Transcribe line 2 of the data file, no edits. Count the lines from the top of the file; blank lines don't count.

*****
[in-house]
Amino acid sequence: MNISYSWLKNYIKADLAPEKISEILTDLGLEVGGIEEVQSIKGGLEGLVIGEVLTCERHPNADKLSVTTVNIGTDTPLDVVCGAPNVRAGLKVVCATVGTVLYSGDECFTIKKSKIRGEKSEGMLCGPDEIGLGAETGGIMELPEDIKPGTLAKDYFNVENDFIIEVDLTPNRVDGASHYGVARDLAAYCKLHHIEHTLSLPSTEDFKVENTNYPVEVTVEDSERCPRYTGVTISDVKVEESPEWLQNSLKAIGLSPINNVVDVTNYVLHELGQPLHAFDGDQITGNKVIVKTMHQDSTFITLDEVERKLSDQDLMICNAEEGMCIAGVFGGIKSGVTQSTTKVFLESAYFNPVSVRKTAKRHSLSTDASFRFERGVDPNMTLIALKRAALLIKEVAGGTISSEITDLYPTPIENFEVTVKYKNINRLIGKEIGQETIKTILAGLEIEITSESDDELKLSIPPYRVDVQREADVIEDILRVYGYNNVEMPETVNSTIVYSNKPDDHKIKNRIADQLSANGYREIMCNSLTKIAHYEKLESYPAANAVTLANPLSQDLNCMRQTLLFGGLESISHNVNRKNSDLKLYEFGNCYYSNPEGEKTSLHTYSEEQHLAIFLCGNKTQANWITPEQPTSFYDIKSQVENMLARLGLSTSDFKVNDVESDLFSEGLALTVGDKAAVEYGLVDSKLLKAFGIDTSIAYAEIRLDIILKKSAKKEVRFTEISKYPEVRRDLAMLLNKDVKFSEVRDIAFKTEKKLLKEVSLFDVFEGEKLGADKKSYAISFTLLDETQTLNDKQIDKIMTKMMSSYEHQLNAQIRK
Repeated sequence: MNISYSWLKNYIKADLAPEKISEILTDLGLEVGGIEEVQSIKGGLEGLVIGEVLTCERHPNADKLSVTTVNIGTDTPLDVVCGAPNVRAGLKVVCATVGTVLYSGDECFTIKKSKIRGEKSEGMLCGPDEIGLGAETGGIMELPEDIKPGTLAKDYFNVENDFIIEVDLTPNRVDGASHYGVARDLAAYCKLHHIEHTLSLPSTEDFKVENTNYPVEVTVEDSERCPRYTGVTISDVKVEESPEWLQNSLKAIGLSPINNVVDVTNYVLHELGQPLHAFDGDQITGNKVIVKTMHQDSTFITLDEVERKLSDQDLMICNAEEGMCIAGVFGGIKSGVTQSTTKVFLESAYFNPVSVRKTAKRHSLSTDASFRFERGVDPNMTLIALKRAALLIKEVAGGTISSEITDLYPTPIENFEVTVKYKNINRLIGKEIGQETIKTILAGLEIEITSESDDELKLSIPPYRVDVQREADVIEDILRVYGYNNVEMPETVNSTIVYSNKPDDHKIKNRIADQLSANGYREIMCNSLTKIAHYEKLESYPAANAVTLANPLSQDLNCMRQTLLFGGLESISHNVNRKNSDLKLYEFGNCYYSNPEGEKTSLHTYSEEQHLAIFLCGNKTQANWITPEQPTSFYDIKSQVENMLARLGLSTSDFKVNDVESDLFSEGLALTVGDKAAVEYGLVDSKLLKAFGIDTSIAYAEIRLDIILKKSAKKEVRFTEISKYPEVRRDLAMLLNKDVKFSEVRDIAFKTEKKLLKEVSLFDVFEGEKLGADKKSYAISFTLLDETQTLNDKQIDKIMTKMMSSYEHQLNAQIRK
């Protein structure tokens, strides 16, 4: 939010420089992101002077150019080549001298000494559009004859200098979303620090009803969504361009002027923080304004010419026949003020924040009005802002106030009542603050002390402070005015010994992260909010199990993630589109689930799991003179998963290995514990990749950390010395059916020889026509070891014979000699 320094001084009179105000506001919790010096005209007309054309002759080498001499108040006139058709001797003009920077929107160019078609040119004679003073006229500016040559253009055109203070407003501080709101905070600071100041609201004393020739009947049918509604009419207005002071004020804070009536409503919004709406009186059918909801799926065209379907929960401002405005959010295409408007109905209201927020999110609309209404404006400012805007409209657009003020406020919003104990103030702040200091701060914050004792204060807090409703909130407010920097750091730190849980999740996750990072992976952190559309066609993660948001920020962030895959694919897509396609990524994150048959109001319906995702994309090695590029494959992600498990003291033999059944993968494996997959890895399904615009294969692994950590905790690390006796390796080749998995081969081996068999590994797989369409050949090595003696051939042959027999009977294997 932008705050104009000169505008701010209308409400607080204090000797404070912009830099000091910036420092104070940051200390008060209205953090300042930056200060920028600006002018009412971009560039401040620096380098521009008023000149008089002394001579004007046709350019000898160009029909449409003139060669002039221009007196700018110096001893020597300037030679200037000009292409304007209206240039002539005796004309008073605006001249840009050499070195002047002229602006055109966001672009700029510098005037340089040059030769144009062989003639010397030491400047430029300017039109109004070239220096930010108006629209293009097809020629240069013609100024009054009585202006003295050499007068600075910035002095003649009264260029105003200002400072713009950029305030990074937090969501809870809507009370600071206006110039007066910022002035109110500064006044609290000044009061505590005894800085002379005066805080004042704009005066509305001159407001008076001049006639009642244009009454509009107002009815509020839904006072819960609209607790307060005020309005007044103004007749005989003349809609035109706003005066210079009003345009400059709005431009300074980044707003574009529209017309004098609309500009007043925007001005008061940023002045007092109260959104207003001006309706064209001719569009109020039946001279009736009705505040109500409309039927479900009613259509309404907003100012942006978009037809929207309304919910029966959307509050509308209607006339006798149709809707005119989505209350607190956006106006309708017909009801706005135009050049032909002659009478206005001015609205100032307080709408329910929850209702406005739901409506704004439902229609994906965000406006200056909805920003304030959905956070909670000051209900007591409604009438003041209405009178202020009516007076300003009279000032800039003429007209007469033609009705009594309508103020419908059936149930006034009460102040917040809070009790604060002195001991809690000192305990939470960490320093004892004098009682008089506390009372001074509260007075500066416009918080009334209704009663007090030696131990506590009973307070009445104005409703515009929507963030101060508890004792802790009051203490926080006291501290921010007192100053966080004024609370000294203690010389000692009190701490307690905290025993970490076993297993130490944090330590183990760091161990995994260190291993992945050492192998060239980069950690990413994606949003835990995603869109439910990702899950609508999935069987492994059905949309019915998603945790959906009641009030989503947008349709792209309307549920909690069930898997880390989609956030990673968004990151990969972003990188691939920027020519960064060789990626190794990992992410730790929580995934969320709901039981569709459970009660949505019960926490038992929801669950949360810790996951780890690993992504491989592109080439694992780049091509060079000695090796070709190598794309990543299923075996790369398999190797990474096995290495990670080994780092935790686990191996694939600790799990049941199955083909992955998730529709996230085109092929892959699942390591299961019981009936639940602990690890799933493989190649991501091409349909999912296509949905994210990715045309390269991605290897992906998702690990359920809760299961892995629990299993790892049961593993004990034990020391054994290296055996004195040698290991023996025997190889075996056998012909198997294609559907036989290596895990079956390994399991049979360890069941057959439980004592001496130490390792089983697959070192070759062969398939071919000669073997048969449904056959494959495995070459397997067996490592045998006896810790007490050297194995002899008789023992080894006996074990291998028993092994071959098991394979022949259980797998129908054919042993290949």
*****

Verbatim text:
Amino acid sequence: MNISYSWLKNYIKADLAPEKISEILTDLGLEVGGIEEVQSIKGGLEGLVIGEVLTCERHPNADKLSVTTVNIGTDTPLDVVCGAPNVRAGLKVVCATVGTVLYSGDECFTIKKSKIRGEKSEGMLCGPDEIGLGAETGGIMELPEDIKPGTLAKDYFNVENDFIIEVDLTPNRVDGASHYGVARDLAAYCKLHHIEHTLSLPSTEDFKVENTNYPVEVTVEDSERCPRYTGVTISDVKVEESPEWLQNSLKAIGLSPINNVVDVTNYVLHELGQPLHAFDGDQITGNKVIVKTMHQDSTFITLDEVERKLSDQDLMICNAEEGMCIAGVFGGIKSGVTQSTTKVFLESAYFNPVSVRKTAKRHSLSTDASFRFERGVDPNMTLIALKRAALLIKEVAGGTISSEITDLYPTPIENFEVTVKYKNINRLIGKEIGQETIKTILAGLEIEITSESDDELKLSIPPYRVDVQREADVIEDILRVYGYNNVEMPETVNSTIVYSNKPDDHKIKNRIADQLSANGYREIMCNSLTKIAHYEKLESYPAANAVTLANPLSQDLNCMRQTLLFGGLESISHNVNRKNSDLKLYEFGNCYYSNPEGEKTSLHTYSEEQHLAIFLCGNKTQANWITPEQPTSFYDIKSQVENMLARLGLSTSDFKVNDVESDLFSEGLALTVGDKAAVEYGLVDSKLLKAFGIDTSIAYAEIRLDIILKKSAKKEVRFTEISKYPEVRRDLAMLLNKDVKFSEVRDIAFKTEKKLLKEVSLFDVFEGEKLGADKKSYAISFTLLDETQTLNDKQIDKIMTKMMSSYEHQLNAQIRK